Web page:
Suburbicon review

George Clooney directs a talented star-studded cast in this comedy crime film that never stops twisting and turning...

The film opens on the utopic images of the too-good-to-be-true neighbourhood of Suburbicon, presented in lifestyle magazines as the picture of domestic bliss and social harmony. The quaint houses, the tree lined streets, the picket fences; it’s all very… well, white. The year is 1957 and the picture-perfect town is being shaken by a new arrival. A black family have moved in and, to the neighbourhood’s horror, they seem to be making no apology for attempting to live the same quiet, serene life enjoyed by all the other residents.

Shortly after the young African American family move in next door, the Lodge family experience a traumatic home invasion. Two unknown white men tie the family to chairs and Gardner (Matt Damon), his wife Rose (Julianne Moore), their son Nicky (Noah Jupe) and Rose’s twin sister Margaret (also played by Julianne Moore for added eerie impact) are all administered a dose of chloroform. When they finally regain consciousness, they are faced with a whole new reality. Tragedy has struck the heart of their small family and suddenly the town they thought they knew is a menacing place. While the new family next door is subjected to ever-increasing threats and abuse, Gardner sets out to exact revenge on his captors and restore the harmony in his own home.

Director George Clooney has teamed up with frequent writing collaborator Grant Heslov and the Coen brothers to create this macabre American-dream-gone-wrong comedy drama. It’s Double Indemnity meets Far From Heaven meets Quentin Tarantino with more than a little of the farcical humour that made Hail, Caesar!, the Coen Brothers’ most recent work, one of those ‘I don’t know what the hell I’m watching but I think I’m enjoying it’ kind of films.

Suburbicon has plenty of twists up its sleeve. Just when you reckon you’ve been super clever and sussed out the kicker, the film seems to say ‘yeah, you’re right, but what about THIS’. It may take a little while to warm up into the darkly funny caper movie that it is, but when it does it’s such a rewarding, horrifying, hilarious fever dream of an experience. There is some excellently judged humour surrounding knowing how to approach someone dealing with grief and a running visual gag of Matt Damon’s Gardner attempting to race somewhere rather important on his kid’s bike that has so much comic mileage.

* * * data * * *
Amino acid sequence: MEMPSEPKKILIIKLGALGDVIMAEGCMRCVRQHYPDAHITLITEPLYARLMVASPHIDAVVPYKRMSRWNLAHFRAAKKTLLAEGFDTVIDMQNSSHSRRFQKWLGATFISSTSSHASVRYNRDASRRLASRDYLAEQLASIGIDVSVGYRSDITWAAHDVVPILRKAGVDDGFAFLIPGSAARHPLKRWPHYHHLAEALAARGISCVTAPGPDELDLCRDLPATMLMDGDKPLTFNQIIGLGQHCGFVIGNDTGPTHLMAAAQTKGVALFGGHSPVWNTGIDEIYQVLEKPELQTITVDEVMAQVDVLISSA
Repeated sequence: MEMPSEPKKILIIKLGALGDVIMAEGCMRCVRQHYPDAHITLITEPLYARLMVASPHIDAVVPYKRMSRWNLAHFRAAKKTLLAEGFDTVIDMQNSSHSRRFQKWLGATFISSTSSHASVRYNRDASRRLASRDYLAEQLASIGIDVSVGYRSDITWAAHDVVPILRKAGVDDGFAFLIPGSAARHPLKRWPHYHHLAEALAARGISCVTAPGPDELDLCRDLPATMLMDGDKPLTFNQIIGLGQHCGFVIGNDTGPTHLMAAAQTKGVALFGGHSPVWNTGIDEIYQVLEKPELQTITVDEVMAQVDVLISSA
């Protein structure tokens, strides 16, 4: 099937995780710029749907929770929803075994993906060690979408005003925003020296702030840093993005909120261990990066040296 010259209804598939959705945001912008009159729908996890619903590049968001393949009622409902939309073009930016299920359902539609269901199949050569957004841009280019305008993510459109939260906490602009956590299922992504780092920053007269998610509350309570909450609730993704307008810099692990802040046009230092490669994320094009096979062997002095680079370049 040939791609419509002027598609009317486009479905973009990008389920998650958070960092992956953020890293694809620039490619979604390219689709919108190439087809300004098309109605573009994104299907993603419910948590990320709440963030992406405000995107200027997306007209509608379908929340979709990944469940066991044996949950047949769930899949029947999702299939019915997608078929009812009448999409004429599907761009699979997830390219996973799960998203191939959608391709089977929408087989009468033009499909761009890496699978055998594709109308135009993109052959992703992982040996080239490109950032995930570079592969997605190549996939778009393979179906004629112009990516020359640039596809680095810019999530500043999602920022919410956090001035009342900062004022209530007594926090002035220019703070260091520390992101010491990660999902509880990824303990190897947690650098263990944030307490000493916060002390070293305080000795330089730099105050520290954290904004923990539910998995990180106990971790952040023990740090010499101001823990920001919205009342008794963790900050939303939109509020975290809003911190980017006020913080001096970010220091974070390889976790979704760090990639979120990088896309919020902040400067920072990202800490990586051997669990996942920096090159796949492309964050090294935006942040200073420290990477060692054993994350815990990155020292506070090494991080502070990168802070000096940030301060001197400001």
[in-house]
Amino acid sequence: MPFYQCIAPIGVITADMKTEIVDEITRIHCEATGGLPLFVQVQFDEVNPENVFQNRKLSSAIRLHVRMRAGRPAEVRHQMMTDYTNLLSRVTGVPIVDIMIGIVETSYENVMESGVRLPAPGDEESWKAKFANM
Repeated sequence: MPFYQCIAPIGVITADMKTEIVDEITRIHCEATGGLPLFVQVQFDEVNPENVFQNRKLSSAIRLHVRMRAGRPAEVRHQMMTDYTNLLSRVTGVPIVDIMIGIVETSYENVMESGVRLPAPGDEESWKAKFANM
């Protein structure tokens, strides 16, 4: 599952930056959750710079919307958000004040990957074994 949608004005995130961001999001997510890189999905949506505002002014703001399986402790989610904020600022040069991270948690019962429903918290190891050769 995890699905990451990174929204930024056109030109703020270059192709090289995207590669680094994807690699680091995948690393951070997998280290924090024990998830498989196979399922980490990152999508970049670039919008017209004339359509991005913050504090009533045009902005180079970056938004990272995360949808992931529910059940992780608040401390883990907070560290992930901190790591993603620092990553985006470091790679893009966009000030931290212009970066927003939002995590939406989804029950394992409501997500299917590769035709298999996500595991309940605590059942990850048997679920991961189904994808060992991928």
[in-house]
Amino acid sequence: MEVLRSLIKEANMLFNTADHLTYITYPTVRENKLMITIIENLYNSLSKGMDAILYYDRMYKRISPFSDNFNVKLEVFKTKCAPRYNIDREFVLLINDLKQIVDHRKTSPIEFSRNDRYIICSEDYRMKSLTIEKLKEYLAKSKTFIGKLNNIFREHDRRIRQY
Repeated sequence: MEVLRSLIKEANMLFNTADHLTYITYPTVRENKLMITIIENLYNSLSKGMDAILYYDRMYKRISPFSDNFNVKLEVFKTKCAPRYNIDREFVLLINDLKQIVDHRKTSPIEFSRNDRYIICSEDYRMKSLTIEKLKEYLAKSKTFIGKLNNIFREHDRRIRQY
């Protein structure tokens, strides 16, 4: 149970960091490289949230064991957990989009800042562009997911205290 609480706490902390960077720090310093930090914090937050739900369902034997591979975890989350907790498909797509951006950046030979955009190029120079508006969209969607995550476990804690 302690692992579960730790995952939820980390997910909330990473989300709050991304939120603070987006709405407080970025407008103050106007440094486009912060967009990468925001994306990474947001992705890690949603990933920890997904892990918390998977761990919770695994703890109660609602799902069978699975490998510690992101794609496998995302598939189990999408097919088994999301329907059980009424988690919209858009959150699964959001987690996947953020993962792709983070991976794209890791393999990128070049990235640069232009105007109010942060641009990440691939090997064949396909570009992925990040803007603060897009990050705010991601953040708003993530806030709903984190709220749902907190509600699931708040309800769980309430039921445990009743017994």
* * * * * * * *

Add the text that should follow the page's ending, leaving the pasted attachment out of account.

Ad – content continues below

Matt Damon delivers a great performance as the shaken patriarch-come-revenge driven animal while Julianne Moore is excellent as both Rose and Margaret in the somewhat disconcerting role of playing her own doppelganger. If you didn’t see something bad coming already, this uncanny double screams ‘creepy things afoot’. Noah Jupe puts in an astonishing performance as a young boy who has been through hell and back and just about lived to tell the tale while Oscar Isaac shines in the role of Bud Cooper, who for the sake of spoilers will just be referred to in Bud’s own words: a “professional sceptic”. Just as the film begins to dip in energy, Isaac injects his first scene with all the humour and energy required to set the film’s second act into motion.

While Suburbicon could be described as a film about race or the male ego, it is much more broadly a film about the nature of fear. When Gardner’s home is invaded he is emasculated in front of his family and he must fight to restore security and win back his rights to the very 1950s role of provider and master of his own kingdom. Likewise, when the residents of Suburbicon believe their cosy middle-class neighbourhood to have been invaded by the arrival of the African American family, an angry mob of husbands and fathers attempt to drive the family out by any means necessary. Everyone is protecting their own. Their own pride, their own families, their normality. As the saying goes, you never know what’s going on behind closed doors, but for the families of Suburbicon they think the answer is written in the colour of your skin. The film’s message, made loud and clear with the help of some great comic sequences, is that you don’t – and can’t – really know anyone.

Suburbicon isn’t always the most finely tuned of comedies and some of the more morbid scenes cry out for the eerie, unnerving touch of a director like David Lynch, but the twists are brilliant, the score alternately suspenseful and moving and the message poignant. Better than you might think, this one…

Suburbicon is in UK cinemas from November 24th.


4 out of 5